Shabutaso Inc. is a nonprofit 501(c)(3) connecting and reconnecting to traditional African culture and values. The St. Joseph’s Historic Foundation is committed to the Hayti Heritage Center, the former St. Joseph’s AME Church, a National Historic Landmark, as a cultural and economic anchor to the greater Durham community. St. Joseph’s Historic Foundation, Inc. is a nonprofit, charitable organization under Section 501(c)(3) of the U.S. Internal Revenue Code.
Hayti Heritage Film Festival 2019 Call for Entries
Durham, NC, November 19, 2018 – Submissions are currently open for the Hayti Heritage Film Festival. The 25th Annual African American Film Festival is presented by the Hayti Heritage Cultural Center through St. Joseph’s Historic Foundation, is one of the nation’s longest-running Black film festivals. The 2019 festival takes place February 14-16, at the St. Joseph’s Historic Foundation/Hayti Heritage Center at 804 Old Fayetteville Rd in Durham, NC. Interested filmmakers should submit to: https://filmfreeway.com/HaytiHeritageFilmFest through Friday, December 7.
For the second consecutive year filmmaker Lana Garland will serve as festival director and curator. Garland is the Executive Producer of production company Insibah Media, and a Fulbright educator in film. “We are creating a robust program that includes some of the most innovative Black films of the past few years, films from the local community, and an opening night that celebrates the proud history of Black Durham through film and photographs,“ shares Garland.
“We believe in the power of images and image-makers to transform communities by curating artistic, informative, and innovative films by African American filmmakers, and by providing a platform for exhibition for these artists who oftentimes struggle to get film distribution.” Say Hayti Center Director, Angela Lee.
The festival opens on Thursday, February 14th with a screening of the documentary, Mr. Soul! All-access passes go on sale, December 15th.
About Hayti Heritage Center and Hayti Heritage Film Festival: Hayti, under the guidance of the St. Joseph’s Historic Foundation, presents The Hayti Heritage Film Festival as a signature event each year to keep Black film alive. New and veteran artists screen films before a diverse crowd of film enthusiasts while vendors provide great food, beverages, arts and crafts. The Center preserves and advances the heritage and culture of the historic Hayti community in Durham, NC and the African American experience through programs that benefit the broader community locally, nationally and globally.
Hayti Heritage Center AnnouncesNewDate for Legendary Blues Festival and NewPartnership
Durham, NC (August 23rd, 2018) – The Bull Durham Blues Festival has a new look! The Hayti Heritage Center presents Blues and Roots, a two-day festival honoring the legacy of African American contributions to the Blues and Roots music genres with iconic headliners The B.B. King Blues Band with Tito Jackson.
This year’s event has been rescheduled from September to Friday and Saturday, October 5th and 6th, at the historic Hayti Heritage Center. “There is no better way to honor Hayti’s rich past, vibrant present and bright future than by presenting music rooted in the African American experience in a venue that remains an African American cultural hub for the City,” states Hayti Executive Director Angela Lee. “We are going to have a great weekend!”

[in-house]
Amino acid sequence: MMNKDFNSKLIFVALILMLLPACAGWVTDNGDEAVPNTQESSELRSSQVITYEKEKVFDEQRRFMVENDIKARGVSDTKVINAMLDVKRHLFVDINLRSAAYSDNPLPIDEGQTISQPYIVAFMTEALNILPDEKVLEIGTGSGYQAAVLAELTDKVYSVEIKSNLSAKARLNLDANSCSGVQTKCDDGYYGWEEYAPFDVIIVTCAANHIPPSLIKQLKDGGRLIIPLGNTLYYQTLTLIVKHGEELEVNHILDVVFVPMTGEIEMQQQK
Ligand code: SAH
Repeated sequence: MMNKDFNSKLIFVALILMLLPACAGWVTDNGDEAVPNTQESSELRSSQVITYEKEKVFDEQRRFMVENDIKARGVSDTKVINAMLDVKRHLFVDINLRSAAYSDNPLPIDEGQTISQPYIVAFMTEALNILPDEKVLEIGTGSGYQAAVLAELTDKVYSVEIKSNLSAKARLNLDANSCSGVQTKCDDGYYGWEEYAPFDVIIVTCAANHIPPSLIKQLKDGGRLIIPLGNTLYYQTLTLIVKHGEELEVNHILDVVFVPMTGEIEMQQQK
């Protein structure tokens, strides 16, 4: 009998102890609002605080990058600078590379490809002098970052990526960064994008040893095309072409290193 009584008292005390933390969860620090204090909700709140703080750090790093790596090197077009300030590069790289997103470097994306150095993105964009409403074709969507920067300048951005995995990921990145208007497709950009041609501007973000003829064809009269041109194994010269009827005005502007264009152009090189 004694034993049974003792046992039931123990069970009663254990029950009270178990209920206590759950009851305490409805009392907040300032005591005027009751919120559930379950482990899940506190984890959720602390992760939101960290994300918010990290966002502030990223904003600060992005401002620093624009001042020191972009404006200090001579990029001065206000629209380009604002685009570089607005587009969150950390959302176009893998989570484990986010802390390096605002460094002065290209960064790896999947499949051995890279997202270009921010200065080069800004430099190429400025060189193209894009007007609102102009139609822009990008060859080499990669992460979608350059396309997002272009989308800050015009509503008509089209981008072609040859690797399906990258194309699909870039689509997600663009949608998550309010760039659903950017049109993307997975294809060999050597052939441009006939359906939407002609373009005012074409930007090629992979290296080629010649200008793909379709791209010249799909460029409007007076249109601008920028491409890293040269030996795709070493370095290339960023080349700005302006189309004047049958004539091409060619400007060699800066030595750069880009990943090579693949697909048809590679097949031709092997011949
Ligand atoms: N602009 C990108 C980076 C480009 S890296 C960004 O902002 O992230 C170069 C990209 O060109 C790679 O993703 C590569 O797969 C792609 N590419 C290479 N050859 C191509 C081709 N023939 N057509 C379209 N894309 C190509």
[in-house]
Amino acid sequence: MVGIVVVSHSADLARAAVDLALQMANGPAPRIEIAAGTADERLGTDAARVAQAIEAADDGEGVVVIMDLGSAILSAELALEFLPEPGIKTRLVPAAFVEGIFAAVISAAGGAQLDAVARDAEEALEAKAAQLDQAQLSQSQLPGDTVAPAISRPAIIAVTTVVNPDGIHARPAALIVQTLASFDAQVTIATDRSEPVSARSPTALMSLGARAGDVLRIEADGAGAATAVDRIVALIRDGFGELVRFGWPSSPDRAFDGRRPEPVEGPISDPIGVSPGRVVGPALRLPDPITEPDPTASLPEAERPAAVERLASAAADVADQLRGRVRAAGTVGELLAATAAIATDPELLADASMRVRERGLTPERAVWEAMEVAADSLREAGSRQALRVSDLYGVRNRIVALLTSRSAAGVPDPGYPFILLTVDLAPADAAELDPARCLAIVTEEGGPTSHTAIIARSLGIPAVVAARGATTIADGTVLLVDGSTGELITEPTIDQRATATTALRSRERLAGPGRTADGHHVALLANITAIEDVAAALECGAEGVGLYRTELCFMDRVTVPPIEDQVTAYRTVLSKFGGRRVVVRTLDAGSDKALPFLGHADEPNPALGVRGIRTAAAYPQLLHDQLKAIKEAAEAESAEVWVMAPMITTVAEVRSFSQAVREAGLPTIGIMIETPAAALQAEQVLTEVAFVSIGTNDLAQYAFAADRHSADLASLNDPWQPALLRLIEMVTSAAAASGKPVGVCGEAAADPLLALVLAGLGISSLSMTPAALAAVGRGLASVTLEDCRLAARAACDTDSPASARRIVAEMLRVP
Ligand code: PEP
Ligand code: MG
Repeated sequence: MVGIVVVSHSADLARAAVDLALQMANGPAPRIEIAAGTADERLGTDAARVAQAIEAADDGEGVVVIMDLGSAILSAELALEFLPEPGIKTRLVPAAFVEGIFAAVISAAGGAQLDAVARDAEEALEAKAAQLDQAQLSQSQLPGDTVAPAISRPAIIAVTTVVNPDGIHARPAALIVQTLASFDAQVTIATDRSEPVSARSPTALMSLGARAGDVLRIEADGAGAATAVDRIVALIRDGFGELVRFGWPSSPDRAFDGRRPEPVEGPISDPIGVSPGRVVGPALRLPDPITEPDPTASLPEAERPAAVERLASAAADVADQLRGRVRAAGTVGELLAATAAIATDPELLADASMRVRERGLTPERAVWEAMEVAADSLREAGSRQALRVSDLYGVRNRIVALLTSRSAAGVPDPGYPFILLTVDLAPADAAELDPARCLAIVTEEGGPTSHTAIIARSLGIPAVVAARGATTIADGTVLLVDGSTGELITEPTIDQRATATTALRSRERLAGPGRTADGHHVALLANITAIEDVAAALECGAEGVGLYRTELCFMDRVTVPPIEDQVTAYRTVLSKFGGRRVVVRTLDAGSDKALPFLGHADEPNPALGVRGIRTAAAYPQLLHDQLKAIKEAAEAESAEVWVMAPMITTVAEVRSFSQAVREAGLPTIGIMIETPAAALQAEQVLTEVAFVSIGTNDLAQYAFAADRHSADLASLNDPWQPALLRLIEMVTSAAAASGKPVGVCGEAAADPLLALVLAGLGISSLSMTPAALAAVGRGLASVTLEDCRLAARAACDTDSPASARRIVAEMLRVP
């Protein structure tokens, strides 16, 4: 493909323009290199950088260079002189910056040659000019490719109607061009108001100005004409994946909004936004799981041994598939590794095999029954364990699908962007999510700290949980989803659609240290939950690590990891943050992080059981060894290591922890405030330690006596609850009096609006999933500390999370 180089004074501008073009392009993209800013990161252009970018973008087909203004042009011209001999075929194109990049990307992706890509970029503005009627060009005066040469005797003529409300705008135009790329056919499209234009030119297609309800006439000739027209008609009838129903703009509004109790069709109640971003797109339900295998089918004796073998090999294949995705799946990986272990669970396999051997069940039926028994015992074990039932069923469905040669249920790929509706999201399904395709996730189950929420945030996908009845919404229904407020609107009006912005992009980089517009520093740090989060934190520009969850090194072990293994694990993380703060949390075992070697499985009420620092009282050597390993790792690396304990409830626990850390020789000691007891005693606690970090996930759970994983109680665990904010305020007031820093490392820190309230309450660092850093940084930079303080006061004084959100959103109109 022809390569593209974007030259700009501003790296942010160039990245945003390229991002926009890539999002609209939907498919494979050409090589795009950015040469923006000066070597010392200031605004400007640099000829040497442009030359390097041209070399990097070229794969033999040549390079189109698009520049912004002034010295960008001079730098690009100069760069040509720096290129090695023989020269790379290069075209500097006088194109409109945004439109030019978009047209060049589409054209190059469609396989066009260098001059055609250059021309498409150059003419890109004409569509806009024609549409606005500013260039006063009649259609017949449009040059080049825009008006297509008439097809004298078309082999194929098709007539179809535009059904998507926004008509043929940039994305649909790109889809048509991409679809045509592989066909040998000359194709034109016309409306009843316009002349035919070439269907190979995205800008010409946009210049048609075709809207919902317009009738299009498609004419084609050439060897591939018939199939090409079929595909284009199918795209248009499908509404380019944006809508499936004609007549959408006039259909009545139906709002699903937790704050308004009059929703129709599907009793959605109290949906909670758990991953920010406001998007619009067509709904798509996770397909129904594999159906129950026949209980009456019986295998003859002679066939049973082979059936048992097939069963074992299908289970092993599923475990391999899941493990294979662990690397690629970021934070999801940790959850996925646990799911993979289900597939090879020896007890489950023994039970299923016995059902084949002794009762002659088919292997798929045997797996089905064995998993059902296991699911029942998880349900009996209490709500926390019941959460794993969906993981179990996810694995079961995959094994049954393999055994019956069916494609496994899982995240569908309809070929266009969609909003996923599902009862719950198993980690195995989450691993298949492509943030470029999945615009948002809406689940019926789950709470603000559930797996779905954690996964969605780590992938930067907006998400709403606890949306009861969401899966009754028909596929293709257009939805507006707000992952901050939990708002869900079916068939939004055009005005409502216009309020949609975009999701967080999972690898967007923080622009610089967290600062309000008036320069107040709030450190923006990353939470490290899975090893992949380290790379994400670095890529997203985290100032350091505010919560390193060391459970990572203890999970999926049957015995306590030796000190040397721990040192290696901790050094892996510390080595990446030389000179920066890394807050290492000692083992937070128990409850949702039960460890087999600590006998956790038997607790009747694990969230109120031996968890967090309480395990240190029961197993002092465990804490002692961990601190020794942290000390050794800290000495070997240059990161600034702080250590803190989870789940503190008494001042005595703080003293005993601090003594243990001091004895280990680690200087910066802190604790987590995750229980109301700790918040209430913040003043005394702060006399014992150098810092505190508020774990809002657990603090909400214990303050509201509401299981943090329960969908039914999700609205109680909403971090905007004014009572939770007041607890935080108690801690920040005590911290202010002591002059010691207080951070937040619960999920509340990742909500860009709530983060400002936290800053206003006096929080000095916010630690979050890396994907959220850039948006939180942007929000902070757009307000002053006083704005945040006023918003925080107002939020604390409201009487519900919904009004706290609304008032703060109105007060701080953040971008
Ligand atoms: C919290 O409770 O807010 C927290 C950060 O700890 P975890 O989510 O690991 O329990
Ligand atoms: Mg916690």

The celebration continues on Saturday from 11:00 am until 6:00 pm on Fayetteville Street with a unique partnership with Phoenix Fest, which celebrates 17 years as the funkiest FREE street music festival in the historic Hayti community.
Blues and Roots excellence continues Saturday evening at 7:00 pm with Lenora Helmand producer Lana Garland performing their original multi-media production Blues Women and concludes with the iconic B.B. King Blues Band with guitarist, songwriter, and vocalist Tito Jackson of the famed Jackson family. Blues and Roots will provide an unforgettable experience celebrating Hayti’s return to the blues.
Since 1891 the historic brick structure located at the corner of Fayetteville and Lakewood Streets has been a cultural hub for Durham’s African American community. An anchor of “Black Wall Street,” the Center continues offering quality visual and performing arts program along with facility rentals and tours year round. From the acoustically near-flawless Performance Hall to the Lyda Moore Merrick Gallery to the Chuck Davis Dance Emporium, Hayti offers a vibrant space for artists, arts advocates, individuals, groups and organizations, and is committed to practices of equity and inclusion. We love this place!
Phoenix Fest is back on Saturday October 6, 2018 for its 17th year as Durham NC’s funkiest street music festival that celebrates the cultural legacy of Durham NC’s historic Hayti community and delivers a fun-filled day of family-friendly entertainment for thousands on historic Fayetteville Street free of charge. After the 9am opening parade with high-stepping bands, businesses and community groups, Fayetteville Street will be transformed into a bustling bazaar with eye-teasing vendor displays and lip-smacking food followed by all-day music on Center Stage from 11 am until 6 pm. Bring the family and stay all day, and swing by Hayti’s Blues and Roots Festival featuring Lenora Helmand producerLana Garland performing their original multi-media production Blues Women and concludes with the iconicB.B. King Blues Bandwith guitarist, songwriter, and vocalistTito Jackson of the famed Jackson family at 7pm